The Marquis de Lafayette to the American Peace Commissioners
Paris, May 12th. 1783.
Having yesterday conferred with Count de Vergennes upon some Public Concerns, He requested I would tell you what, instead of troubling you with the Demand of a meeting, I think better to mention in this Note.
The several Powers said he, are going to make up their Treaties, and when ready to sign, they will of Course meet to do it alltogether. The Mediation of the Emperor and that of Russia have been required, and under that Mediation the French Treaty will be signed, it now rests with America to know if She will conclude her Treaty under the Mediation, or chooses to let it alone. There is no Necessity for it, But in Case you prefer to have it, Count de Vergennes thinks it is time to join with England in making a combined Application to the Court of Vienna and that of Petersbourg.1
So far Gentlemen I have been requested to speak to you, I will add that from my last Conferences on the Subject, I hope we may get the Harbour of L’orient, as we have wished, for the American Trade.2
Be pleased to accept the Assurances of my great and affectionate Respect.
(signed) La Fayette.
LbC-Tr in Jean L’Air de Lamotte’s hand (Adams Papers); internal address: “To the American Ministers for negociating / a Peace.”; APM Reel 103.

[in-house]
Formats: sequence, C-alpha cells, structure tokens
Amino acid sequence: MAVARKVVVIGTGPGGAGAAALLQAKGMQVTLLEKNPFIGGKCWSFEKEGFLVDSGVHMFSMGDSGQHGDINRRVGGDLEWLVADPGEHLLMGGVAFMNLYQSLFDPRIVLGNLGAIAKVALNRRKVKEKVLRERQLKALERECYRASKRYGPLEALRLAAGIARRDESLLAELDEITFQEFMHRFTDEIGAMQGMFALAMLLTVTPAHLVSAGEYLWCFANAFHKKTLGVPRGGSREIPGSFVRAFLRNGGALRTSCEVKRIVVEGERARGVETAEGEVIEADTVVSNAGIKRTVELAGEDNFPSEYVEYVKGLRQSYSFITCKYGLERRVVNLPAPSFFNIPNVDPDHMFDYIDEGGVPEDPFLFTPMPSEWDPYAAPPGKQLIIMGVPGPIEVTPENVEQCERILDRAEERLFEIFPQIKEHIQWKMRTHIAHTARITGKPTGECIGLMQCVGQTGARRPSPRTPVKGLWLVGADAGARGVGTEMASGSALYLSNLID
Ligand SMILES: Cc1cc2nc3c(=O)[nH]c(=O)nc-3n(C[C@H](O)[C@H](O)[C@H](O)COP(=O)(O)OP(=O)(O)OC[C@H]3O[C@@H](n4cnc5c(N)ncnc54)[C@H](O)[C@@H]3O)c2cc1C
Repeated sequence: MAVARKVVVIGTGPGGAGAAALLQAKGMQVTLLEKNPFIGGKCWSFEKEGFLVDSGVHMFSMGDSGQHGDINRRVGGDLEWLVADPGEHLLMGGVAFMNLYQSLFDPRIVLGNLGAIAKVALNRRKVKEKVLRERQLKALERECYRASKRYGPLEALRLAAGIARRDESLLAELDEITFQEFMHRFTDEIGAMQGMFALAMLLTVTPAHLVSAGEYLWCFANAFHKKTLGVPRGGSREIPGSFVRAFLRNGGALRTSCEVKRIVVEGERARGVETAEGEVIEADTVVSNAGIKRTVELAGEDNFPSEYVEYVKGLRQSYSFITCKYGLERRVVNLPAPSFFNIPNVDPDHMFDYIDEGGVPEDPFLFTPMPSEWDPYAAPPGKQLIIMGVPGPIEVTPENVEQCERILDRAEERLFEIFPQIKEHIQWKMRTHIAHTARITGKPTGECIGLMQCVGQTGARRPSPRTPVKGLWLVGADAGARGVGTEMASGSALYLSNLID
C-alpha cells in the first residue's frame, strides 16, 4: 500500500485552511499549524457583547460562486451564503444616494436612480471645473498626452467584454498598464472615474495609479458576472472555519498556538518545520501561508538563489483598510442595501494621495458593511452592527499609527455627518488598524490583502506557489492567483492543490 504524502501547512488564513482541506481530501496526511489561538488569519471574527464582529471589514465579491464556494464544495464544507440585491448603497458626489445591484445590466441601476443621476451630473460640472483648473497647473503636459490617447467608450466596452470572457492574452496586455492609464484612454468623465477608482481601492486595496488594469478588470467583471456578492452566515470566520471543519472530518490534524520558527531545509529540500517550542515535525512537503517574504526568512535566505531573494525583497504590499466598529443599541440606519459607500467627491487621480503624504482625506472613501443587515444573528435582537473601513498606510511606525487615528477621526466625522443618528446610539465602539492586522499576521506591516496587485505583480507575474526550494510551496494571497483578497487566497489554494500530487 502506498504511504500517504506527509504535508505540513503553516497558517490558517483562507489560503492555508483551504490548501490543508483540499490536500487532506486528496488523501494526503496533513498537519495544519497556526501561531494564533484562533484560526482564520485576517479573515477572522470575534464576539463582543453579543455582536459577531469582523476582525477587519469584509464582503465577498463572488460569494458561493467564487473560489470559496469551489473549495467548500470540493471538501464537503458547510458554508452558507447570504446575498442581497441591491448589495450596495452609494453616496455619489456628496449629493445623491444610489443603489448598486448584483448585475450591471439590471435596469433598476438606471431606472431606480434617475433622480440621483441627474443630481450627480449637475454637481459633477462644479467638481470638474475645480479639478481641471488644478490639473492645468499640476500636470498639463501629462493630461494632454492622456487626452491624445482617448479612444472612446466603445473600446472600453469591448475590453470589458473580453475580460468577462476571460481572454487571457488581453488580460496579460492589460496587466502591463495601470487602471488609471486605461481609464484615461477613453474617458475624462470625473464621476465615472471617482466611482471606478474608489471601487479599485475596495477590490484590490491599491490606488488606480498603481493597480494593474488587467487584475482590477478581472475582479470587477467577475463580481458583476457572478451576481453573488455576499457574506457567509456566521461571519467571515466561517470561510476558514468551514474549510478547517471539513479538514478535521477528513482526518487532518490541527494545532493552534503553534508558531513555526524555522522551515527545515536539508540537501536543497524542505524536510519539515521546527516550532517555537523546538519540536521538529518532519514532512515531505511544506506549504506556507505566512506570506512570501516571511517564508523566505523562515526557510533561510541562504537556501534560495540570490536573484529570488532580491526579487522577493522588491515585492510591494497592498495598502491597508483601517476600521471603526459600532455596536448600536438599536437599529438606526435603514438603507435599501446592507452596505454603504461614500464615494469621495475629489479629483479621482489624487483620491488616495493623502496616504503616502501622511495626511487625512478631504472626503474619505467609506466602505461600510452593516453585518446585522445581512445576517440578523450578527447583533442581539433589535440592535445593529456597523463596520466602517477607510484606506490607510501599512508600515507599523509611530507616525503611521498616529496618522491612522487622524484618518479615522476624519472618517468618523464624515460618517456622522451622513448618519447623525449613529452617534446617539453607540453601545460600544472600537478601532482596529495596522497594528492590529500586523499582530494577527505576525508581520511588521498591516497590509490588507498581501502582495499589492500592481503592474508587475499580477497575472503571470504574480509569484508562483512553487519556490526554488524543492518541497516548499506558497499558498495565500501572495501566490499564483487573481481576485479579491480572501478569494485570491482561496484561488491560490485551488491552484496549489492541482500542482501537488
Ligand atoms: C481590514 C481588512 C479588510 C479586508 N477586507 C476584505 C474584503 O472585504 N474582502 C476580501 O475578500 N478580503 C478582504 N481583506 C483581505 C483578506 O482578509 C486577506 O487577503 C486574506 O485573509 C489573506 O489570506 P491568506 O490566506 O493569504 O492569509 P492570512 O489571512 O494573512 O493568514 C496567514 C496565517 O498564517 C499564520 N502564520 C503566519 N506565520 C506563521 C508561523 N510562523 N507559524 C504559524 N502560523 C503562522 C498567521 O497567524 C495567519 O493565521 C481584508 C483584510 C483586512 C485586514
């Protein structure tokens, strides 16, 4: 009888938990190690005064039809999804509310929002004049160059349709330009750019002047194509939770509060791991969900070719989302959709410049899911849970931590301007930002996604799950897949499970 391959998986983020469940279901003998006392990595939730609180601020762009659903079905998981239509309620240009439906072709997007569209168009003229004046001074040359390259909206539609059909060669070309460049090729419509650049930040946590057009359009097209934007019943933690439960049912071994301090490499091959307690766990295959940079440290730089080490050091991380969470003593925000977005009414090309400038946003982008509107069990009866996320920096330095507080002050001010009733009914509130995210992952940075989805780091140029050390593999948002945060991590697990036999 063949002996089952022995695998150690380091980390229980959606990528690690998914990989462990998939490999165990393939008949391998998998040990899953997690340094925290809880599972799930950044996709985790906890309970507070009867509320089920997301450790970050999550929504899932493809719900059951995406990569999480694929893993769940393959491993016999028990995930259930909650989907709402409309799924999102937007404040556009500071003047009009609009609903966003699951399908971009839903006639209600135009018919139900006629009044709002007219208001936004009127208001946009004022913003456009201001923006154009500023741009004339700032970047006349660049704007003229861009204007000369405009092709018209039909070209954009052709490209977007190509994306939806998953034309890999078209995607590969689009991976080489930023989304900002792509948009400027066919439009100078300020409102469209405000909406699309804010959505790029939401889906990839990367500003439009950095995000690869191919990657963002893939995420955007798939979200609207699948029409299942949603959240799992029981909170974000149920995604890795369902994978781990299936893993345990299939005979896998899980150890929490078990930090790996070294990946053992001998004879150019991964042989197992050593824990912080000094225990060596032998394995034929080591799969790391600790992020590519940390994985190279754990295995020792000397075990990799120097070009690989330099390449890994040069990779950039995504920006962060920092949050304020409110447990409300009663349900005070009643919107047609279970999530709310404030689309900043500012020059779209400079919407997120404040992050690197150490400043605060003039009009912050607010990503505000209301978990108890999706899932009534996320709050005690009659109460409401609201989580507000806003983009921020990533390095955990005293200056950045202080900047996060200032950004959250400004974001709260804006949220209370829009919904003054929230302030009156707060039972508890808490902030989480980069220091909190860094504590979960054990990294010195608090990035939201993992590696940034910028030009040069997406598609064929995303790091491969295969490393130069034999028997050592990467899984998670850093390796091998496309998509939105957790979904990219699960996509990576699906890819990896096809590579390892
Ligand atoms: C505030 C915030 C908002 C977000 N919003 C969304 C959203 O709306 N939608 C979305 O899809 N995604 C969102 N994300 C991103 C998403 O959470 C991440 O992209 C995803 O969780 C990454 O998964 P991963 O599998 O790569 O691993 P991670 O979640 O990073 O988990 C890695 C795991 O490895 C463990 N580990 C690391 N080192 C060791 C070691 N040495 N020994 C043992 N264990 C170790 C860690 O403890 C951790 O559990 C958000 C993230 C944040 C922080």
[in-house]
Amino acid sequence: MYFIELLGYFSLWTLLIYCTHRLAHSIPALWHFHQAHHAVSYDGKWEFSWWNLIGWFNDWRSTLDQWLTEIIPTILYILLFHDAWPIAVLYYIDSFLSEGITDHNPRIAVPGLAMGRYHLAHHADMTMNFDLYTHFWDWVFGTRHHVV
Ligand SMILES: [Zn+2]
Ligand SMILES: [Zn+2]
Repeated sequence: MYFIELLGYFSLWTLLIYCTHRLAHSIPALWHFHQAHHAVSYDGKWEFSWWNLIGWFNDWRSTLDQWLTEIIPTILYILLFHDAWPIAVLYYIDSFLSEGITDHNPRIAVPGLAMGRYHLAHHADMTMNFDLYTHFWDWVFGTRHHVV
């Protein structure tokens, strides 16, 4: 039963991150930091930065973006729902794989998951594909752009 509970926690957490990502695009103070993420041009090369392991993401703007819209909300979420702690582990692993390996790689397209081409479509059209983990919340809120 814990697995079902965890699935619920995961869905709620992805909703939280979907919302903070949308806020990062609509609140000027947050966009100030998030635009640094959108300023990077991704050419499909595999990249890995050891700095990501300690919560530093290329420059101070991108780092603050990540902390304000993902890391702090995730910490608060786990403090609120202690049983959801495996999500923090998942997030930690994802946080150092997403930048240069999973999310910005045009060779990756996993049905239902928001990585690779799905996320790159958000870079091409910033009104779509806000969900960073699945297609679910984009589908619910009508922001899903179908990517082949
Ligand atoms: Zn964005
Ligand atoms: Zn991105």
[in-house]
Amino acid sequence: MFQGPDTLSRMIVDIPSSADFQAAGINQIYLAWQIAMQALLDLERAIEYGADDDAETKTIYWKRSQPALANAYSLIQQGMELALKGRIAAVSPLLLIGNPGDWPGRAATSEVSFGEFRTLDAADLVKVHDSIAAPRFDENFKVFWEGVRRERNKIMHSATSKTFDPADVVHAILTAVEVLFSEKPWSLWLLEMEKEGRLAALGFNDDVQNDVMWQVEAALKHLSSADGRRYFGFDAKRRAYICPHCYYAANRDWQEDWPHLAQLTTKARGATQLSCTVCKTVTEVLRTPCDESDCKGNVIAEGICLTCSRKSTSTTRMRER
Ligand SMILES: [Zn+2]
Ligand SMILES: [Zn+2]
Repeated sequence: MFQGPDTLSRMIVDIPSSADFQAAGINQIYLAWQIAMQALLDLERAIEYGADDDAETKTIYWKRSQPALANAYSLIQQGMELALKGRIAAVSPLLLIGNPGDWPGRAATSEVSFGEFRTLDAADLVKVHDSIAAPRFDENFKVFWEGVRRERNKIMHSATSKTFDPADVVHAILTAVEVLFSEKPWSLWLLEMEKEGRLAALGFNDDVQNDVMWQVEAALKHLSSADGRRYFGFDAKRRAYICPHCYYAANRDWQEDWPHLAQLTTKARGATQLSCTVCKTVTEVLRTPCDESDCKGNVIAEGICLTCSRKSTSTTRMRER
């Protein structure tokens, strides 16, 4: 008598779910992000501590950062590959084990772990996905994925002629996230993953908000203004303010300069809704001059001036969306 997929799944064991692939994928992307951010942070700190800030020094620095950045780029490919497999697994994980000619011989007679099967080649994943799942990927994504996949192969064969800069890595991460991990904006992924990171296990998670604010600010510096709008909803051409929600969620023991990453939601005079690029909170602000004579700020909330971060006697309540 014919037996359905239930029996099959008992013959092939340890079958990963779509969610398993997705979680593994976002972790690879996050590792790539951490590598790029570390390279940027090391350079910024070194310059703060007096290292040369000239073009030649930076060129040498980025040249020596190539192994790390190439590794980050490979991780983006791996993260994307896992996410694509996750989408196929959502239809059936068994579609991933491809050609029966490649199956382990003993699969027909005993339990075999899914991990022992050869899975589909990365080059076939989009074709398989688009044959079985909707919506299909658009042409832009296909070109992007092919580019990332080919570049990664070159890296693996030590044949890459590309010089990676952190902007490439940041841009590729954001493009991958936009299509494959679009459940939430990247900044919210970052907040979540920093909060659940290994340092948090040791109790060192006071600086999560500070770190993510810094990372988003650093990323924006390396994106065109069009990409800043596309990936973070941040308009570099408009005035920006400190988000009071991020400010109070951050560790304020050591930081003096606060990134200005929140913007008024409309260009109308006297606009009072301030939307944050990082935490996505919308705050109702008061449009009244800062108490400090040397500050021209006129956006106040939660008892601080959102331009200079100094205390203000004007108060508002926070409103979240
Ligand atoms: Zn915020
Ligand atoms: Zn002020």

1. Henry Laurens replied to Lafayette on 13 May, indicating that the mediation would be taken up whenever JA called the commissioners together to discuss the issue (ScHi: Laurens Papers). JA in particular and his colleagues in general were not enthusiastic about the revived Austro-Russian mediation, and there is no indication that they took any action regarding Lafayette’s letter. Not until mid-July did they even draft a letter to the Russian and Austrian ministers at Paris, and ultimately the issue died when the British refused to participate (to Francis Dana, 1 May, above; Wharton, Dipl. Corr. Amer. Rev. description begins The Revolutionary Diplomatic Correspondence of the United States, ed. Francis Wharton, Washington, 1889; 6 vols. description ends , 6:551, 674–676).
2. Lafayette refers to the thus far unfulfilled French promise in Art. 30 of the 1778 Franco-American Treaty of Amity and Commerce to grant to the United States “in Europe one or more free Ports” (Miller, Treaties description begins Treaties and Other International Acts of the United States of America, ed. Hunter Miller, Washington, 1931–1948; 8 vols. description ends , 2:26–27). Nothing was done until 1784 when the ports of Lorient, Dunkerque, Marseilles, and Bayonne were opened, but France’s reluctance to modify its mercantilist system meant that Franco-American trade would never become a viable alternative to that between Britain and America (Laurens, Papers description begins The Papers of Henry Laurens, ed. Philip M. Hamer, George C. Rogers Jr., David R. Chesnutt, C. James Taylor, and others, Columbia, S.C., 1968–2003; 16 vols. description ends , 16:198–199).